Earlier this month, my short story, “The Memory of Huckleberries,” was published in Penumbra eZine. I’m incredibly pleased with the issue. Aside from the stories, which are engaging and skillfully written, I can’t say enough about the design of the magazine. The artwork is beautiful, and the pages are full of color. Even the scene break marks are appropriate to the theme of the magazine. Also, my name on the cover in REALLY BIG LETTERS makes me smile every time I look at it.
“The Memory of Huckleberries” began gestating over a year ago when I was walking on the beach in Moclips, Washington during a break at the Cascade Writers Workshop. I spent time just smelling the air, taking in the feel of the wet sand, the sounds of the receding waves shushing backwards down the shore. I captured that feeling in my mind, then started wondering what kind of story could go with it.
Originally, my thought was that the story was going to be about a dying Native American woman being visited by aliens that she, in her fevered delirium, thought were the mythical beings of her people. Then, after applying some tools I learned from David Levine at the workshop, the aliens disappeared and the story took on a different form. This was going to be a first contact story, but the plan was to follow the young white boy who had inadvertently brought a killing disease to the tribe.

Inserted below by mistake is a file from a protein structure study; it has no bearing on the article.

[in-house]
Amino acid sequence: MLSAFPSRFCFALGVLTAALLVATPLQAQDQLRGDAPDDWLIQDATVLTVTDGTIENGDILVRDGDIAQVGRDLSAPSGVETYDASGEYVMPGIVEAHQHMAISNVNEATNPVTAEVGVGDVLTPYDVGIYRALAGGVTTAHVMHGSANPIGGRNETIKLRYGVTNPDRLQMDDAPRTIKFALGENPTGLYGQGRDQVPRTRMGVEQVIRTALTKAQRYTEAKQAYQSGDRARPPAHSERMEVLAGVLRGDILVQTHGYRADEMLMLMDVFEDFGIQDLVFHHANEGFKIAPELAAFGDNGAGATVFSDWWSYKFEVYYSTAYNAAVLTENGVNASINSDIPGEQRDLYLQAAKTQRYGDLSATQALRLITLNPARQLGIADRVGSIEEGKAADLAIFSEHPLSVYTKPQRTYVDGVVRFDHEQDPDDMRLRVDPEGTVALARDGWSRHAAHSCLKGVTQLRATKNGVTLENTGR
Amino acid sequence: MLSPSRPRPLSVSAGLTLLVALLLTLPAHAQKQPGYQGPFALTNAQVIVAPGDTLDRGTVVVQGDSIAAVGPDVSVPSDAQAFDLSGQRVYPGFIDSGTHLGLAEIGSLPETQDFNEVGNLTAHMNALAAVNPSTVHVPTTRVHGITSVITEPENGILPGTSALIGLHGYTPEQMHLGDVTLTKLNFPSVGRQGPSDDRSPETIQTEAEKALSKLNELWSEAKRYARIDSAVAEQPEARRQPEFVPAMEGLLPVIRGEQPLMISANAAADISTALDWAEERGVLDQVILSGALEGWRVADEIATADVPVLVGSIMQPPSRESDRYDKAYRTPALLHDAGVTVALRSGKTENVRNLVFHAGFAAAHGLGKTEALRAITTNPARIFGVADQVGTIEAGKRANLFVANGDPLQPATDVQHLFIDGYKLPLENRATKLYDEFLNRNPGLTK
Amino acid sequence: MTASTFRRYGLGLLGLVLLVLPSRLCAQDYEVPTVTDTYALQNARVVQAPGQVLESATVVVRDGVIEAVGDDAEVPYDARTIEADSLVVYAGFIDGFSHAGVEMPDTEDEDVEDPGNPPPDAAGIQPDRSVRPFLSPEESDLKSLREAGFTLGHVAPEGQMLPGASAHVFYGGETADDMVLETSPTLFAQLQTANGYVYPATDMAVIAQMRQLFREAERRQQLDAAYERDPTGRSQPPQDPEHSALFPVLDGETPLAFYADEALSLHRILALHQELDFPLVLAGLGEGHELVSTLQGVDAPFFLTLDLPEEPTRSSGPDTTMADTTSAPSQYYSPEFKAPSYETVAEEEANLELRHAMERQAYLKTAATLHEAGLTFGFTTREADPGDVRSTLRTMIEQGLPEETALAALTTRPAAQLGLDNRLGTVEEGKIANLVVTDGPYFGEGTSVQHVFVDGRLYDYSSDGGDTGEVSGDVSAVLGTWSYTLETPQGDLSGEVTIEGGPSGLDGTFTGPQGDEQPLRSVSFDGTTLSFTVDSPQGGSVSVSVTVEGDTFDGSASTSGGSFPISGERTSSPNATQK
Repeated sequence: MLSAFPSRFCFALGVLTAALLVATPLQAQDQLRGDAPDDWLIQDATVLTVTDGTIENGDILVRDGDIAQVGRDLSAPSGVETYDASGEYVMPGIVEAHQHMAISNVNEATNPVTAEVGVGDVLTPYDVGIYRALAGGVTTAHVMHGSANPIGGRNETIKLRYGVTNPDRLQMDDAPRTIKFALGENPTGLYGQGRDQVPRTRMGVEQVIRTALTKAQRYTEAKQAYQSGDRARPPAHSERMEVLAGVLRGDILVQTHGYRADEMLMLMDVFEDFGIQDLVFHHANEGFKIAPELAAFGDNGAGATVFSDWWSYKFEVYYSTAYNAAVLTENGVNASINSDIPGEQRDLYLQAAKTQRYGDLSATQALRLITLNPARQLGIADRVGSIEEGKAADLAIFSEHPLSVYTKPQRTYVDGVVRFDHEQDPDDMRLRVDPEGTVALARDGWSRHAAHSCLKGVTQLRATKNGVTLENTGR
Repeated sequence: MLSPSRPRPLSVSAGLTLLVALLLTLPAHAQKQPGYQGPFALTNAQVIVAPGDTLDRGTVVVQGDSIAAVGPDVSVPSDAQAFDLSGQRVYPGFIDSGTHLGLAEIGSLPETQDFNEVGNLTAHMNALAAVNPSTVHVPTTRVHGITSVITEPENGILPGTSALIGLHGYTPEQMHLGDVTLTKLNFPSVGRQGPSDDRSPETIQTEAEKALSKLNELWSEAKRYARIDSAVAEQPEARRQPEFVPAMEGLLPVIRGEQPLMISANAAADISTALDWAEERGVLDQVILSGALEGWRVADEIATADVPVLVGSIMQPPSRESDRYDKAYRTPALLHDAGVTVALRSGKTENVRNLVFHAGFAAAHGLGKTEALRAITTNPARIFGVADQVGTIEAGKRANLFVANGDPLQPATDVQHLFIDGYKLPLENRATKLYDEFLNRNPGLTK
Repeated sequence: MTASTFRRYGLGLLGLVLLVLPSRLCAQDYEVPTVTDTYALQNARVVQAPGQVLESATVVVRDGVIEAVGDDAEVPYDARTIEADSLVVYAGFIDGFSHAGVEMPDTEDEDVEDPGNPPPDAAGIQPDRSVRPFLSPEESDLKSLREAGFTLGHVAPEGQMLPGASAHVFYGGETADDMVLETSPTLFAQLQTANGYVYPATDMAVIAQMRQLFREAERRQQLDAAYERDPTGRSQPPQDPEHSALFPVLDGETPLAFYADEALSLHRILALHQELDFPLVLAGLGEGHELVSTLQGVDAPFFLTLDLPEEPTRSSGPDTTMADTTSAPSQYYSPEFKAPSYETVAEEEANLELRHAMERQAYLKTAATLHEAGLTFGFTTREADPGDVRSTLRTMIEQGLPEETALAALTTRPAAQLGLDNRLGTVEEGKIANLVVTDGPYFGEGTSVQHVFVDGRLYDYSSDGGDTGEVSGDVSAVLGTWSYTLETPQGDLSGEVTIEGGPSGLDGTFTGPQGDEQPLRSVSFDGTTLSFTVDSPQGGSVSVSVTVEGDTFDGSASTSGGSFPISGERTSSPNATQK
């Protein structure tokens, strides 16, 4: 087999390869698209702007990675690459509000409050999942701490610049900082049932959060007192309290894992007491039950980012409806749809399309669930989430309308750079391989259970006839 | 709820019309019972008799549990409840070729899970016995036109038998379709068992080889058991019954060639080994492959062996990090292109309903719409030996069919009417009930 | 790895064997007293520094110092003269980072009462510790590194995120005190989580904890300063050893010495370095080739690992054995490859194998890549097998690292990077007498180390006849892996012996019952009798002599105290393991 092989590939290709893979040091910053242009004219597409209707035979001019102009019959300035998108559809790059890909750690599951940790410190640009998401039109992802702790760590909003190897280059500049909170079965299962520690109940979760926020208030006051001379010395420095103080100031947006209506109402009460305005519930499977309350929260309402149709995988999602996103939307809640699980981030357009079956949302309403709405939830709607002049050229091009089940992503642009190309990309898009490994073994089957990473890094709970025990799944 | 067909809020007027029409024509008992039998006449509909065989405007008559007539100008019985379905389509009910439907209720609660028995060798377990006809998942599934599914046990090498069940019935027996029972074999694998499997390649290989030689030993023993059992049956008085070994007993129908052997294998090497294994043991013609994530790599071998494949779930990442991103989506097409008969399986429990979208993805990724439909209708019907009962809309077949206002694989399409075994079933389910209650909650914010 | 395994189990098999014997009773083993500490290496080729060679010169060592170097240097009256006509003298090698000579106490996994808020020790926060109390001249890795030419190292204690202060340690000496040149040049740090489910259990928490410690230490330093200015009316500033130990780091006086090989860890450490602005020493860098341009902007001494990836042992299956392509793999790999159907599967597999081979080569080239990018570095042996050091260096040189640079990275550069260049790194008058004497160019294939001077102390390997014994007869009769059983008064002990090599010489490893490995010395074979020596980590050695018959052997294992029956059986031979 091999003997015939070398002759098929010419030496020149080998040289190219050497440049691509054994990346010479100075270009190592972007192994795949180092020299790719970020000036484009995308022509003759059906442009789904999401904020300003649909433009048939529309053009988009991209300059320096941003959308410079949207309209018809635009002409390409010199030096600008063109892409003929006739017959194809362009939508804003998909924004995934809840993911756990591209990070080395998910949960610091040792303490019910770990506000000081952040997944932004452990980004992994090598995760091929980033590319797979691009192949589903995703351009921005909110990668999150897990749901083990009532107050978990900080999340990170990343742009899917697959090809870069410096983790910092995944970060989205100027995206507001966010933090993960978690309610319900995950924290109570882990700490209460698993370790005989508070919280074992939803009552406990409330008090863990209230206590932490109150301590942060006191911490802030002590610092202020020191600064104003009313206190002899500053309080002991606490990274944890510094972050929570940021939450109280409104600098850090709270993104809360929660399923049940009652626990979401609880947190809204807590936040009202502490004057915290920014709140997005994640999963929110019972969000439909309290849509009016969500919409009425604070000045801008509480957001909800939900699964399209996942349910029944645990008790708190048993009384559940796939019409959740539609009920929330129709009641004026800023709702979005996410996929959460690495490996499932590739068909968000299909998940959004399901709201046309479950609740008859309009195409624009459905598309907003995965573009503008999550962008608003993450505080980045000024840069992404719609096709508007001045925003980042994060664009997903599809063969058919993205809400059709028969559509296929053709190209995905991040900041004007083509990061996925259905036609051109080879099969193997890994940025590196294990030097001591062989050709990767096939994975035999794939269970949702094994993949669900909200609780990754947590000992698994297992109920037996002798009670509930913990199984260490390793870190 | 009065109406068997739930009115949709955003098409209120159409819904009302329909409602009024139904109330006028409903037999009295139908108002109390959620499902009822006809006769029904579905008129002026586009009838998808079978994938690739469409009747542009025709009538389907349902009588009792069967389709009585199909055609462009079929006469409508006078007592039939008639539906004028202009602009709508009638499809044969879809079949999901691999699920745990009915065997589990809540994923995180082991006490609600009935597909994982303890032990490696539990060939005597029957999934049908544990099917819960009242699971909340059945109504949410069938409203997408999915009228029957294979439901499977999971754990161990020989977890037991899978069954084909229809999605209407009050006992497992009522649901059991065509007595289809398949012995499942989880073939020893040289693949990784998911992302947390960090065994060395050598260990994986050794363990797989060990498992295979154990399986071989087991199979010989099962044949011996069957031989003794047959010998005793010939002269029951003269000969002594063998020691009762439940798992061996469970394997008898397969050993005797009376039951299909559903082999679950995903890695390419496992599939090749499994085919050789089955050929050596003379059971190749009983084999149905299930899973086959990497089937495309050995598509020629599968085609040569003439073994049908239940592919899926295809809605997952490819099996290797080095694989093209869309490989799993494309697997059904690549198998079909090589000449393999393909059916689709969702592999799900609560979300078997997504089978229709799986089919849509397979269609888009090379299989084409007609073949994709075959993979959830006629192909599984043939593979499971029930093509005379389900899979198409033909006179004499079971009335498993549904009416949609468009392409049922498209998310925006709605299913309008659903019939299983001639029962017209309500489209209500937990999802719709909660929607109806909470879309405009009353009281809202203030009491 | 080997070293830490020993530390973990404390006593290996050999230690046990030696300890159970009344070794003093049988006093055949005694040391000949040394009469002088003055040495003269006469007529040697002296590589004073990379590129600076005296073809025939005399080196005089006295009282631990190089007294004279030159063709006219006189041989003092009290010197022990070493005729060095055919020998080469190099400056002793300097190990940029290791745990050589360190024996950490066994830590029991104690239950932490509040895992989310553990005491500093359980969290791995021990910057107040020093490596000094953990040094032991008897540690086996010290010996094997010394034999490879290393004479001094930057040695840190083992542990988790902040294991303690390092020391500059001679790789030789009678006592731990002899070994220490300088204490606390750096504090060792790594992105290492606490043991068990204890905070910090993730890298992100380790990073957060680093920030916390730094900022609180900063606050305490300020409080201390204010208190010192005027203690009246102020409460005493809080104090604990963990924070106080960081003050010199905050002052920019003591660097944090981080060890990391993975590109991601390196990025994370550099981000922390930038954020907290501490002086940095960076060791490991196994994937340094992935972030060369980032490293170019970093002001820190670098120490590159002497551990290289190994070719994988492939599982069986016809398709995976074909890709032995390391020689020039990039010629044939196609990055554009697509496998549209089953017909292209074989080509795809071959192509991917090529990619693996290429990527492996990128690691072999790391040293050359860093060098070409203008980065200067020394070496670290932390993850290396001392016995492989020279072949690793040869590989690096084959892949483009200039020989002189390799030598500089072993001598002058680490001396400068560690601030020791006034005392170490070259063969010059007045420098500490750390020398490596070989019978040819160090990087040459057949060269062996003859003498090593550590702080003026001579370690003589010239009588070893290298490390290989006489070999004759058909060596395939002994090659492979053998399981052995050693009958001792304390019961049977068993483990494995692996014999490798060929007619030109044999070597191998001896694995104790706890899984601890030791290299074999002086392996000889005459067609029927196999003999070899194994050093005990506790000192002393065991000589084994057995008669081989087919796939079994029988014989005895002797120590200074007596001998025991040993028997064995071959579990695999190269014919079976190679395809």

When I look at the finished product, I am once more reminded that I am really not an outliner. Looking at my notes, I can hardly recognize the story. It started to write itself once words went onto the page, and much of the first three-quarters of the story is materially unchanged from that first draft.
The ending, on the other hand, went through at least six iterations. I couldn’t find the right balance. Does she die before seeing her family? Should I switch the Huckleberry’s POV when she comes ashore? What about telling the story to the grandson around the fire years later? I wrote all of these endings and more. They weren’t right.
I felt so strongly about the story that I just kept trying until I arrived at the final result you can find published in the September issue of Penumbra.
I don’t know if there’s a lesson to be learned here beyond trust your instincts. If something is close, but doesn’t quite feel right, keep trying. Don’t let almost be enough. Of course, you’ll get conflicting responses from readers. I certainly did. You have to find the “right” that is right for you and your story.
Have faith in yourself. You can do this.